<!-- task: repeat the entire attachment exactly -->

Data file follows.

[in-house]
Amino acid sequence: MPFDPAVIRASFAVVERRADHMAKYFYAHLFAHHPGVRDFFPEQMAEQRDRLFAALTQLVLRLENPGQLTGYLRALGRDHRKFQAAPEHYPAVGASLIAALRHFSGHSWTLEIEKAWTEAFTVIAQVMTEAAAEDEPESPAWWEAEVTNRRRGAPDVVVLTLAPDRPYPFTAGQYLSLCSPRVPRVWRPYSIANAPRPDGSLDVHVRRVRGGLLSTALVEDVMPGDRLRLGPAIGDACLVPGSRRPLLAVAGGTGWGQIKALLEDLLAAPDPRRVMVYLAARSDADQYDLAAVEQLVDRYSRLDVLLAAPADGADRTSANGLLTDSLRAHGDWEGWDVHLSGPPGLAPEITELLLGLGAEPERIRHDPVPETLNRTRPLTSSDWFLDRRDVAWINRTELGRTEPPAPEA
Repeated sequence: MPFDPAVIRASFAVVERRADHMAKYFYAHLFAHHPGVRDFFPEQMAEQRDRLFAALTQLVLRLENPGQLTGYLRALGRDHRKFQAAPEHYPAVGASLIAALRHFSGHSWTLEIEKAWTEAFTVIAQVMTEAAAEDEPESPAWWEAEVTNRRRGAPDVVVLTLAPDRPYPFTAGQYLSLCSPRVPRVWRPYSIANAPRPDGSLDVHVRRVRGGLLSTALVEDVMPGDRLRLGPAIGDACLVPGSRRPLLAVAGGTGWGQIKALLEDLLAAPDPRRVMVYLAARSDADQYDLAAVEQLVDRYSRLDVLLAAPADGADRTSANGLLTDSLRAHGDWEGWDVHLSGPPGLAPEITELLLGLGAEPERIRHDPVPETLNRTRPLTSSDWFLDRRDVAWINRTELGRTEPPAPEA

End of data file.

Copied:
[in-house]
Amino acid sequence: MPFDPAVIRASFAVVERRADHMAKYFYAHLFAHHPGVRDFFPEQMAEQRDRLFAALTQLVLRLENPGQLTGYLRALGRDHRKFQAAPEHYPAVGASLIAALRHFSGHSWTLEIEKAWTEAFTVIAQVMTEAAAEDEPESPAWWEAEVTNRRRGAPDVVVLTLAPDRPYPFTAGQYLSLCSPRVPRVWRPYSIANAPRPDGSLDVHVRRVRGGLLSTALVEDVMPGDRLRLGPAIGDACLVPGSRRPLLAVAGGTGWGQIKALLEDLLAAPDPRRVMVYLAARSDADQYDLAAVEQLVDRYSRLDVLLAAPADGADRTSANGLLTDSLRAHGDWEGWDVHLSGPPGLAPEITELLLGLGAEPERIRHDPVPETLNRTRPLTSSDWFLDRRDVAWINRTELGRTEPPAPEA
Repeated sequence: MPFDPAVIRASFAVVERRADHMAKYFYAHLFAHHPGVRDFFPEQMAEQRDRLFAALTQLVLRLENPGQLTGYLRALGRDHRKFQAAPEHYPAVGASLIAALRHFSGHSWTLEIEKAWTEAFTVIAQVMTEAAAEDEPESPAWWEAEVTNRRRGAPDVVVLTLAPDRPYPFTAGQYLSLCSPRVPRVWRPYSIANAPRPDGSLDVHVRRVRGGLLSTALVEDVMPGDRLRLGPAIGDACLVPGSRRPLLAVAGGTGWGQIKALLEDLLAAPDPRRVMVYLAARSDADQYDLAAVEQLVDRYSRLDVLLAAPADGADRTSANGLLTDSLRAHGDWEGWDVHLSGPPGLAPEITELLLGLGAEPERIRHDPVPETLNRTRPLTSSDWFLDRRDVAWINRTELGRTEPPAPEA